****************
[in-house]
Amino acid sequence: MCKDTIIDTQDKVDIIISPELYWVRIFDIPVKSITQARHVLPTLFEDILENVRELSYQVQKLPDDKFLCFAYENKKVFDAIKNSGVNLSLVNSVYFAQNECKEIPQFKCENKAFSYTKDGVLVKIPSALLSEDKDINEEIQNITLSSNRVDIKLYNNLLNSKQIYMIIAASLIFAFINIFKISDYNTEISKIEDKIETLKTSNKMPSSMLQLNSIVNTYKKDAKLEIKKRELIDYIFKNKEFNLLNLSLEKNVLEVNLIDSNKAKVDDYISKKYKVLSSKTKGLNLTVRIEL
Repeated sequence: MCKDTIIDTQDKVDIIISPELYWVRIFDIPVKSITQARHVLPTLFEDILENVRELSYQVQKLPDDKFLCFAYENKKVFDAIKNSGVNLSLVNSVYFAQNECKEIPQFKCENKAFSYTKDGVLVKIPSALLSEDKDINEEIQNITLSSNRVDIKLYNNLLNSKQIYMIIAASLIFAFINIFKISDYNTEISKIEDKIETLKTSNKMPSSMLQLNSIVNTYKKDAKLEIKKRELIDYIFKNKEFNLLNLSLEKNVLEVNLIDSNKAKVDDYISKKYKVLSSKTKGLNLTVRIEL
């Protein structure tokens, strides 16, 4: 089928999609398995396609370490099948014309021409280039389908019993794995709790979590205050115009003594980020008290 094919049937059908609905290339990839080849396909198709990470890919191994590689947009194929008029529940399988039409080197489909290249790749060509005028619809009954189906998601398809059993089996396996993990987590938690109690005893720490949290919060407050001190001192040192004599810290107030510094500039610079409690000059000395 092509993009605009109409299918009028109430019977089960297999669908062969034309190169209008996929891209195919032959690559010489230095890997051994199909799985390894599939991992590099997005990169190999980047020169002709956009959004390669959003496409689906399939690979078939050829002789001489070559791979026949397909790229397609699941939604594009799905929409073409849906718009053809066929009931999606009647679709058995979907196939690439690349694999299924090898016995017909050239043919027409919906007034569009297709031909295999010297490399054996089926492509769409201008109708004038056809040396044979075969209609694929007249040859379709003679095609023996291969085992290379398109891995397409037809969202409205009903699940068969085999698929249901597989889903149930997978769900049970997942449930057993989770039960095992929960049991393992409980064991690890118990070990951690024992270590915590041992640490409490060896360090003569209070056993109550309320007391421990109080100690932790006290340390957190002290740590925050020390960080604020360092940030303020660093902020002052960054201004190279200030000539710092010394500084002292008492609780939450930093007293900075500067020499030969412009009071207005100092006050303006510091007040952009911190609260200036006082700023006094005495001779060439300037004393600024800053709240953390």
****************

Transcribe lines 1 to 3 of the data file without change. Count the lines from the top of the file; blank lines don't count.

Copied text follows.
[in-house]
Amino acid sequence: MCKDTIIDTQDKVDIIISPELYWVRIFDIPVKSITQARHVLPTLFEDILENVRELSYQVQKLPDDKFLCFAYENKKVFDAIKNSGVNLSLVNSVYFAQNECKEIPQFKCENKAFSYTKDGVLVKIPSALLSEDKDINEEIQNITLSSNRVDIKLYNNLLNSKQIYMIIAASLIFAFINIFKISDYNTEISKIEDKIETLKTSNKMPSSMLQLNSIVNTYKKDAKLEIKKRELIDYIFKNKEFNLLNLSLEKNVLEVNLIDSNKAKVDDYISKKYKVLSSKTKGLNLTVRIEL
Repeated sequence: MCKDTIIDTQDKVDIIISPELYWVRIFDIPVKSITQARHVLPTLFEDILENVRELSYQVQKLPDDKFLCFAYENKKVFDAIKNSGVNLSLVNSVYFAQNECKEIPQFKCENKAFSYTKDGVLVKIPSALLSEDKDINEEIQNITLSSNRVDIKLYNNLLNSKQIYMIIAASLIFAFINIFKISDYNTEISKIEDKIETLKTSNKMPSSMLQLNSIVNTYKKDAKLEIKKRELIDYIFKNKEFNLLNLSLEKNVLEVNLIDSNKAKVDDYISKKYKVLSSKTKGLNLTVRIEL